Thanks for the reminder, James, that this is indeed memorial day weekend and would be pretty heedless of me to reflect upon my graveyard experience in Oahu without this context.
What is a cemetery if not a curated set of mnemonic triggers, as you called them, designed to summon to our waking sensibility those we have lost to the deep sleep of death? Where we lie, in the end, says a lot about us. Usually, it is the last piece of real estate that matters and there is usually an unhelpful platitude or two, like a caption, meant to capture the essence of the person. Faithful spouse. Loving father. Beloved grandpa. None of these are real triggers though. Or, if they are, they are powered by their own inadequacy. Every spouse falls short in some way, every father has his missteps. Well, let me bring this strange thought into the realm of your response.
I wrote for M*A*S*H (hey, how cool that one of credits has little stars between each letter) as a direct result of my father’s lessons in writing. He didn’t teach me a lot of life skills. He never showed me how to swing a bat or field a grounder. He did not give advice about guns like “aim high, then lower you sight.” We never played poker. I don’t think he knew how. And he never yelled from the sidelines, “Play through the pain.” But he did tell me that a story is told through its subplots. And he did tell me to “hide the exposition.” And he also told me that if I can’t hide the exposition, give it to a subordinate character.
I would like to visit Dad’s grave today but I’m in the last day of isolation from Covid (I promised myself not to mention that but two weeks confined to quarters is really getting to me…).
Dad’s epitaph reads: “Written By Joseph Bonaduce.”
I kid you not, James. I chose it. My family had no objections. I would have ordered a plate which read “Beloved Father,” but I think that does not quite say it. It is not the mnemonic trigger I want and need to conjure the man. There is an intended pun, though unarticulated because, you see, we television writers are either featured in the “opening” credits or the “final credits.”
Obviously, this was indeed Dad’s “final credit.”
Folks like Campbell and Jung can “go to their graves” content that, in Horace Mann’s words, they have contributed something of value: “Be ashamed to die,” he said, “until you have won some victory for humanity.” What a colossal burden for the rest of us to be ashamed to die until we have actually brought some great boon back from the journey. Campbell, who described such boon givers, qualifies as does Jung.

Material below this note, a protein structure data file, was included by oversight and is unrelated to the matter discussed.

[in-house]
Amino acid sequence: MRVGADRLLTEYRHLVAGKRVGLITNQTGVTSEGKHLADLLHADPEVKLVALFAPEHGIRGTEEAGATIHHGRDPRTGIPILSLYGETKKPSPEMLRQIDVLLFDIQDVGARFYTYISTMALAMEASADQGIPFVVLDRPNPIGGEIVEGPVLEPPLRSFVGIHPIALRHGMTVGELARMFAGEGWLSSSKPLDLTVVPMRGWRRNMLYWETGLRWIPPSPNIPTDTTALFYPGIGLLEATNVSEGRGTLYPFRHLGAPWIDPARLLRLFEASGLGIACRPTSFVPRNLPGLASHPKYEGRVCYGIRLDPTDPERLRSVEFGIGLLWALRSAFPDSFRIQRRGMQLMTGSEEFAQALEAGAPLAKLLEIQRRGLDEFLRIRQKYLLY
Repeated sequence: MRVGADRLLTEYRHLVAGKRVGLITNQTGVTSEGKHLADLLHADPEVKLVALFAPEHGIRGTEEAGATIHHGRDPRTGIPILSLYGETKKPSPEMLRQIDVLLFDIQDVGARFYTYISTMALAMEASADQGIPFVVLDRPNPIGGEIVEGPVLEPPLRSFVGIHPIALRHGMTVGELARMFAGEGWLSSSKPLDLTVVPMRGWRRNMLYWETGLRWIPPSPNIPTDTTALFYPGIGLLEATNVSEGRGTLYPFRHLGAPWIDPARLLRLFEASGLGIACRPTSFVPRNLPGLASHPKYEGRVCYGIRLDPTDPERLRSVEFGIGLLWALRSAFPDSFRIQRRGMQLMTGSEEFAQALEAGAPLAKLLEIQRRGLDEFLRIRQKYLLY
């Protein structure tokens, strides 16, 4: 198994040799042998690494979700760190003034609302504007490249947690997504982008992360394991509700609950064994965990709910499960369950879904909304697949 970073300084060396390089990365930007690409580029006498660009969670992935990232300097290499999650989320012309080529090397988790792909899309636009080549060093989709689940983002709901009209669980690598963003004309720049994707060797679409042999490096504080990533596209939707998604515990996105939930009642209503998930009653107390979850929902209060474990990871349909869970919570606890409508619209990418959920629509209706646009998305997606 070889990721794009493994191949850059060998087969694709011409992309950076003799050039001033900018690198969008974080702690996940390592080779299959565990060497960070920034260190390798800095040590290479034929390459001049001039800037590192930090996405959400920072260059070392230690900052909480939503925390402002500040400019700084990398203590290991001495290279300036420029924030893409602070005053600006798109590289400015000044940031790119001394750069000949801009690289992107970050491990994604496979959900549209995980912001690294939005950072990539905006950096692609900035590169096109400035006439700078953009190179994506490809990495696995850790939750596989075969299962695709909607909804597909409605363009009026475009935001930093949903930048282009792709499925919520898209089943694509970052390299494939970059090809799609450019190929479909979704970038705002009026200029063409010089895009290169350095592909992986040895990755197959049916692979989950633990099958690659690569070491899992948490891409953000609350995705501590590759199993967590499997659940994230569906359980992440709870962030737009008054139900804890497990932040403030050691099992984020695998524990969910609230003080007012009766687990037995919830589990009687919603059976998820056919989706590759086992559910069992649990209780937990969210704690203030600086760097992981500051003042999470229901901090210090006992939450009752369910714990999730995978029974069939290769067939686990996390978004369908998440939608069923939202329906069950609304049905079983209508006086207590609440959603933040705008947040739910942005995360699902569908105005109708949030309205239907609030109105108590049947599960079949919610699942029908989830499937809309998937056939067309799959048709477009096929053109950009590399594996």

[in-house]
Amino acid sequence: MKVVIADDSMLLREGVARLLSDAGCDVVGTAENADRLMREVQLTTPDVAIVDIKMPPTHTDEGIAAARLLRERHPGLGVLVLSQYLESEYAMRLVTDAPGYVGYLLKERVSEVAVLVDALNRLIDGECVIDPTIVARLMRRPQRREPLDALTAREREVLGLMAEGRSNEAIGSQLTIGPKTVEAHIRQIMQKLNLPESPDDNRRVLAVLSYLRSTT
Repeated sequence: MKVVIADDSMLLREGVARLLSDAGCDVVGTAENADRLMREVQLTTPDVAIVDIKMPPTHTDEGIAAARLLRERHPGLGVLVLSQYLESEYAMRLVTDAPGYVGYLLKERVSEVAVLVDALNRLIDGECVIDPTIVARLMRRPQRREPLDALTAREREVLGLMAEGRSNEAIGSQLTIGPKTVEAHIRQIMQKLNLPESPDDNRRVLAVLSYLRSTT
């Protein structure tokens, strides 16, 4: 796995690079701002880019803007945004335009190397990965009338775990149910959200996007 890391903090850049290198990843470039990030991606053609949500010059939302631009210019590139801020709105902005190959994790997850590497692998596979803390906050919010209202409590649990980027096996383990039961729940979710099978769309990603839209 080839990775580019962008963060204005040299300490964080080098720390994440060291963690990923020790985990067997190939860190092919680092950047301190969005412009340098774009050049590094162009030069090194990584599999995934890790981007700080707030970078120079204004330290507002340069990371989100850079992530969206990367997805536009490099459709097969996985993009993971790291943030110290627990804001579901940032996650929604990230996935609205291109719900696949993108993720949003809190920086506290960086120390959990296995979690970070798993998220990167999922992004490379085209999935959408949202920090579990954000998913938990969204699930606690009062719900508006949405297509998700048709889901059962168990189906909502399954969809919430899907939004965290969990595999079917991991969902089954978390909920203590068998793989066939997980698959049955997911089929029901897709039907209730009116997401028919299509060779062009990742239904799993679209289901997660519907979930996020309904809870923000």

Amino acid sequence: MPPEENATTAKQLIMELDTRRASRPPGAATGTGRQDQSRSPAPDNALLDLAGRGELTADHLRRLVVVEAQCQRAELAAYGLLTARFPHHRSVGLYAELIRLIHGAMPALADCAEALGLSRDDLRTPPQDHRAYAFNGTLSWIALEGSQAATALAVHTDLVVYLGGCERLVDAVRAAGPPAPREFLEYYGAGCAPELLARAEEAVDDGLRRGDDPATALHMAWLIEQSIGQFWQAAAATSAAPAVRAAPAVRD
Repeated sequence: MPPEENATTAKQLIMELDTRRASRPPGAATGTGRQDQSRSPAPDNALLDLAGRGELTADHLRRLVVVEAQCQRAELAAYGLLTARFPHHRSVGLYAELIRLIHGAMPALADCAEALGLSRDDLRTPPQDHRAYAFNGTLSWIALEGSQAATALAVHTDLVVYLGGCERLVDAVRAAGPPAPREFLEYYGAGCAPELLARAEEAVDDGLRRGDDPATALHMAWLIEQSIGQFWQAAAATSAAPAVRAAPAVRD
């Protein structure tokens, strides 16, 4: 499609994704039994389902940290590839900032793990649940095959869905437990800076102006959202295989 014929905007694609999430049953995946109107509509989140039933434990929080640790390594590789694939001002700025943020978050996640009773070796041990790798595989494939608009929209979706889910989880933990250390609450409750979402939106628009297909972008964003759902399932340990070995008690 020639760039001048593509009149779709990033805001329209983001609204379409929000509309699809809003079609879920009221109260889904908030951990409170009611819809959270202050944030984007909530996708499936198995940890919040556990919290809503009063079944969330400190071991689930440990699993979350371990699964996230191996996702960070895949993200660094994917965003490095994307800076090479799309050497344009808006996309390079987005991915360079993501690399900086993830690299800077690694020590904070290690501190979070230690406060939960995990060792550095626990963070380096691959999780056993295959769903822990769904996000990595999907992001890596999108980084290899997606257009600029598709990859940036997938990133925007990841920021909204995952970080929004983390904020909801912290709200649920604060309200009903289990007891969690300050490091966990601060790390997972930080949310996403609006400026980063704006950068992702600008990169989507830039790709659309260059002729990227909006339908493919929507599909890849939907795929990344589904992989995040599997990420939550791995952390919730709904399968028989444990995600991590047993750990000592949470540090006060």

I guess that was not the only grave I visited that weekend. I went to the Pearl Harbor memorial. And, again, there is a relation between the intention of the memorial and its greater meaning. The men who lie forever entombed in the steel carcass of the Arizona call upon our deepest patriotic sensibilities but what a shame if that is where we stop. We are always ready to concretize the mystery in some half-way house of shared values like Patriotism, and, well, that’s good for memorial day weekend. No need to trip ourselves up unnecessarily with the bigger questions of war and peace. The correct optic is a fluttering flag, no bigger than a page from a paperback. A cub scout saluting. Only the meanest spirit would find fault.
But Campbell’s idea of a memorial, which he described eloquently in one of his late lectures, quite literally involves a pointing finger. Literally, a finger pointing to the sky as if to say, “Yes, that is where it came from. That is where the atom bomb fell on this sad town of Nagasaki.” The peace memorial was a place where, in Campbell’s estimation, recrimination had no place and where the aftermath of war is never reckoned in winners and losers but in the resolve that no power on earth should ever be used against another people.
Again, James. Thanks for the context. This is my way of observing Memorial Day from the isolation of quarantine.